The conversation with my daughter was the hardest one I've had. The topics were gut-wrenching. But shining the light on them, on this disease, on what happens next, is the only way I know to cope, to help, to keep going.
I try to go through my days right now as normally as I can. But I lead a hidden life. As a 43-year-old mother of three, my life was already full. I didn't have time for cancer when I was first diagnosed in 2006. Now I only worry that my cancer means I don't have time.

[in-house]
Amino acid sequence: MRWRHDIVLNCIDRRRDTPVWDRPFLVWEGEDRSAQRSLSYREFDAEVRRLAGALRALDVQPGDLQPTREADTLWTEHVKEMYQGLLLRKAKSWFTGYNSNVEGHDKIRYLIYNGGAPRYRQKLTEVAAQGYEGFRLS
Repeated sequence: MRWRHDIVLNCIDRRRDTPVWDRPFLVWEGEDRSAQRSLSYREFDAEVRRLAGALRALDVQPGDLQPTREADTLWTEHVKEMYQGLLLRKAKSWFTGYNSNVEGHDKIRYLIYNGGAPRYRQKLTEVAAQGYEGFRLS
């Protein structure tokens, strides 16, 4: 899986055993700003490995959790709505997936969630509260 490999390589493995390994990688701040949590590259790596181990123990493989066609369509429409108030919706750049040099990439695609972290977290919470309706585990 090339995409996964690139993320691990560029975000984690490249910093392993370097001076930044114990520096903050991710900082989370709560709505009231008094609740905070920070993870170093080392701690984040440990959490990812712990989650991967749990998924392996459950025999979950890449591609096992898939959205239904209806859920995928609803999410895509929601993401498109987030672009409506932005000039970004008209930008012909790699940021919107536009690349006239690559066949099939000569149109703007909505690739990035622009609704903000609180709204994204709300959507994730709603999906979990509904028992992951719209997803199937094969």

In the dizzying days after a cancer diagnosis there is so much emotion that it might be hard to think about what to do. But for those of us who are parents, helping children adjust to this news is vital.